What Kukah said is not new to Nigerians. He only made known to his foreign listeners what many Nigerians have continued to accuse the Buhari-led administration of.
The Presidency on Sunday kicked against the position of Kukah on Buhari’s government and tagged the cleric a liar. However, despite the Presidency’s frown over what the cleric said, the truth remains that he only repeated what many Nigerians have said and are still saying about the current administration.
Rather than be on the defensive, maybe, the Presidency should keenly look into the claims made by Kukah, which many Nigerians have also been making, and see if it can make some amendments.
2. Riotous NASS
The Nigerian Senate on Wednesday, July 15, turned the Red Chamber into a war zone over the consideration of the electoral act amendment bill.
The plenary of the lawmakers became very riotous while they considered clause 52(3), which states that INEC may transmit results of elections by electronic means where and when practicable at its discretion.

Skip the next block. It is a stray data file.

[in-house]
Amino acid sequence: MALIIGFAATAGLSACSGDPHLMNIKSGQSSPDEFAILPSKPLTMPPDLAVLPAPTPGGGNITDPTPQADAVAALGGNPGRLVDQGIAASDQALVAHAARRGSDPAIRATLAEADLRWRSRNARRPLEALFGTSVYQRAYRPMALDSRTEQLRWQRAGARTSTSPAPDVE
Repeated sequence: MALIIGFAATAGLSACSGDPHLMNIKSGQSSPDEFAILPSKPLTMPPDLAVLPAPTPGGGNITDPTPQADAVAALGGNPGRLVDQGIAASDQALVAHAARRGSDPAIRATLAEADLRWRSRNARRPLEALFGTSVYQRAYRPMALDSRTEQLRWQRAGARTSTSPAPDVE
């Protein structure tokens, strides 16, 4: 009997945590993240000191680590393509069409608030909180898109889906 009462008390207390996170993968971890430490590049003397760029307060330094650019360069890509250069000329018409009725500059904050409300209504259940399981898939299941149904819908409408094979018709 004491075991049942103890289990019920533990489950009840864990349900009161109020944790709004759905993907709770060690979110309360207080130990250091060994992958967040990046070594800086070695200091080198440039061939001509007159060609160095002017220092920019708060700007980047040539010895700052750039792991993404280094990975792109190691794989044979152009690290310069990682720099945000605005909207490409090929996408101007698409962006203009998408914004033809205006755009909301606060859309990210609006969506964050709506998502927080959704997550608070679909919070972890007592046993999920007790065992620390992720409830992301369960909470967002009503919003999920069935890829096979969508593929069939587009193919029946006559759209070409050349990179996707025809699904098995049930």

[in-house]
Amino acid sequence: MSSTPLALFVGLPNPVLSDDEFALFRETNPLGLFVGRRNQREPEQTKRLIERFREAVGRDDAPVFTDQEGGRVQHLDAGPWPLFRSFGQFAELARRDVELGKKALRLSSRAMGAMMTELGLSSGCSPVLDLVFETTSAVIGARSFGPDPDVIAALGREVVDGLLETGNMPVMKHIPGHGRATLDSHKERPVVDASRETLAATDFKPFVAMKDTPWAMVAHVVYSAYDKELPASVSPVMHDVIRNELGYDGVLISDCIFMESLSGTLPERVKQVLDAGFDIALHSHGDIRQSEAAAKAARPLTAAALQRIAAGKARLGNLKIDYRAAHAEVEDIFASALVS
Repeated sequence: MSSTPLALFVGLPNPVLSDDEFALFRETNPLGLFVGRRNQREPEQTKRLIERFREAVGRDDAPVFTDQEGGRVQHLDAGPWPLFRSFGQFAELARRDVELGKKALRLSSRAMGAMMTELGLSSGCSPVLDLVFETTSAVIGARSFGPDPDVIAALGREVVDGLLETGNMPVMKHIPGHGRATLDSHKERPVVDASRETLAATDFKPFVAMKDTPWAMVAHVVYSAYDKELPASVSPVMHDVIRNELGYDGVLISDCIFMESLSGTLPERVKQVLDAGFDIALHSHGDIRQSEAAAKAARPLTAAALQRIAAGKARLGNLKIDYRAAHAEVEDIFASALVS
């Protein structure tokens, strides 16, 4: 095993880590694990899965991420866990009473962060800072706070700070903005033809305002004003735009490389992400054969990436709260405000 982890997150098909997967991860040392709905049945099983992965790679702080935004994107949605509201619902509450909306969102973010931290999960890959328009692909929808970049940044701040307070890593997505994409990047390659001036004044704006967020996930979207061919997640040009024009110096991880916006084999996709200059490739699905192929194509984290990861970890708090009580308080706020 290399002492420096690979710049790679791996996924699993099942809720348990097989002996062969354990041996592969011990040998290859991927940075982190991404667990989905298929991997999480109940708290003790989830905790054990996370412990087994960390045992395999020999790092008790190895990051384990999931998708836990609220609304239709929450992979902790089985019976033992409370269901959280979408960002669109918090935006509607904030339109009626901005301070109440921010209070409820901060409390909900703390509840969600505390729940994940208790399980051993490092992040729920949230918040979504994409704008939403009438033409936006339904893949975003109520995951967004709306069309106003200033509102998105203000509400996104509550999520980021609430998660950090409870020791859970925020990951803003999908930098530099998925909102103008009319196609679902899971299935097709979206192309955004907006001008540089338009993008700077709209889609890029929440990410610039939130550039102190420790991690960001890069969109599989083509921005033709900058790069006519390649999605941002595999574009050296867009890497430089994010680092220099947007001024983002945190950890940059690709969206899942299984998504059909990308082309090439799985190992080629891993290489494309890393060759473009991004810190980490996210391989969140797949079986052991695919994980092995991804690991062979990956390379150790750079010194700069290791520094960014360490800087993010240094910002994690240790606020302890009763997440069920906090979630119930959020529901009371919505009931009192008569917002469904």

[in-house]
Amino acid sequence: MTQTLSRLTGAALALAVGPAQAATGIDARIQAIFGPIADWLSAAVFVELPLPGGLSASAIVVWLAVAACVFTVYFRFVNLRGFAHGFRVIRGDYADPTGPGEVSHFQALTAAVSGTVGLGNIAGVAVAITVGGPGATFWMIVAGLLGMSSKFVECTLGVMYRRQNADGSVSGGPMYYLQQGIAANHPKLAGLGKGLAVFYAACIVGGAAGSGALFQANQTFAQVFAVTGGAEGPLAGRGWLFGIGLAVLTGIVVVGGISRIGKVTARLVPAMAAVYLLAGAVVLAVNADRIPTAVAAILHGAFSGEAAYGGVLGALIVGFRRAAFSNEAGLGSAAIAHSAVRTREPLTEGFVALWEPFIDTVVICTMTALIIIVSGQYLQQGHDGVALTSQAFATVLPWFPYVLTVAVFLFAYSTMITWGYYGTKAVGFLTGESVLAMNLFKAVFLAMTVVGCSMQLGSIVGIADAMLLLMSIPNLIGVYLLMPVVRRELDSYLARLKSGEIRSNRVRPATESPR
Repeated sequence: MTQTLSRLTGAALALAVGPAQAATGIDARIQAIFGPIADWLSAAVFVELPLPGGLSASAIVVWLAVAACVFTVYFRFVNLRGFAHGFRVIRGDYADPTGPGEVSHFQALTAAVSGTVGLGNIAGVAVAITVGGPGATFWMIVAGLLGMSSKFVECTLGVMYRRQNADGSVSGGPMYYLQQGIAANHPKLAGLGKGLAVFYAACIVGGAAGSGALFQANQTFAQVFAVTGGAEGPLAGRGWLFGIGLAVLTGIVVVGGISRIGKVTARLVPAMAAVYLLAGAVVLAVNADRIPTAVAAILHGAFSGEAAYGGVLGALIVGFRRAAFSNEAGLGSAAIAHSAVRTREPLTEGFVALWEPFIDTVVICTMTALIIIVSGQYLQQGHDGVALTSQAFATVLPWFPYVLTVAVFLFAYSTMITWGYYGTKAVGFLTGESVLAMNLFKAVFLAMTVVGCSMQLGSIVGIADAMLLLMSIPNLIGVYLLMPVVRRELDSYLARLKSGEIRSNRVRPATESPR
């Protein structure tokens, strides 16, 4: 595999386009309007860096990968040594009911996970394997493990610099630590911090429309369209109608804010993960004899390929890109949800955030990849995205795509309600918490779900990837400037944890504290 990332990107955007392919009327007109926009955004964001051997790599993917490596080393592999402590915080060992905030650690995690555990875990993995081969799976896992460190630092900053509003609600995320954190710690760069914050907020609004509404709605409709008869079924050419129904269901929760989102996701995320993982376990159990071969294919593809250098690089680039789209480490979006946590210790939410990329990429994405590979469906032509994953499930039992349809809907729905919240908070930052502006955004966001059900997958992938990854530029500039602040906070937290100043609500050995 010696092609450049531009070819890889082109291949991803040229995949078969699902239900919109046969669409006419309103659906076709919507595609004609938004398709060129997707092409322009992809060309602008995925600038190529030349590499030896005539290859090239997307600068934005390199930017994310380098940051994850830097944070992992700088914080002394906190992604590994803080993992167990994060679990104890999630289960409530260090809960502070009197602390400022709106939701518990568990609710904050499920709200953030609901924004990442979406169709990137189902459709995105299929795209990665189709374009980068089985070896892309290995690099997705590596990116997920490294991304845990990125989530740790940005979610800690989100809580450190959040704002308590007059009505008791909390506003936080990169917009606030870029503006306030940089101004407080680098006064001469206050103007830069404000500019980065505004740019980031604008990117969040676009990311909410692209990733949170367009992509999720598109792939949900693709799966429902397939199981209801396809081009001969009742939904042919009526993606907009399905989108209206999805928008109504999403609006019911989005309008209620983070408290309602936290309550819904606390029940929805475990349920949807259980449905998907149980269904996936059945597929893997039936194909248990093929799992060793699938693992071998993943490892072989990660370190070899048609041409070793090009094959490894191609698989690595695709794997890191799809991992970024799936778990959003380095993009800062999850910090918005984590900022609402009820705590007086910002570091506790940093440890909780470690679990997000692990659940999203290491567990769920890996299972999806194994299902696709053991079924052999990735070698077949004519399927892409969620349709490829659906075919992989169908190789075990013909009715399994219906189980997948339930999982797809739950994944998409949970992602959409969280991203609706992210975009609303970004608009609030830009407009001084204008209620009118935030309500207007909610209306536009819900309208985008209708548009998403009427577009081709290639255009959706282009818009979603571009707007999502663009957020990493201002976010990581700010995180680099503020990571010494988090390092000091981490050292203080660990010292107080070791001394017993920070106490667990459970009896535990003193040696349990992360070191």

After efforts to calm the commotion down failed, Senate President Ahmad Lawan had to order for a closed-door session where 52 senators, majorly members of the ruling All Progressives Congress, APC, voted against transmitting election results electronically while 28, believed to be opposition members voted against and 28 were absent.
The outcome of the drama that played out among the federal lawmakers serves as an indication that the 2023 general elections may suffer electoral woes that elections before it suffered.
The expectation of Nigerians that transmission of election results electronically may help bring about transparency in the nation’s electoral process may have suffered a big blow.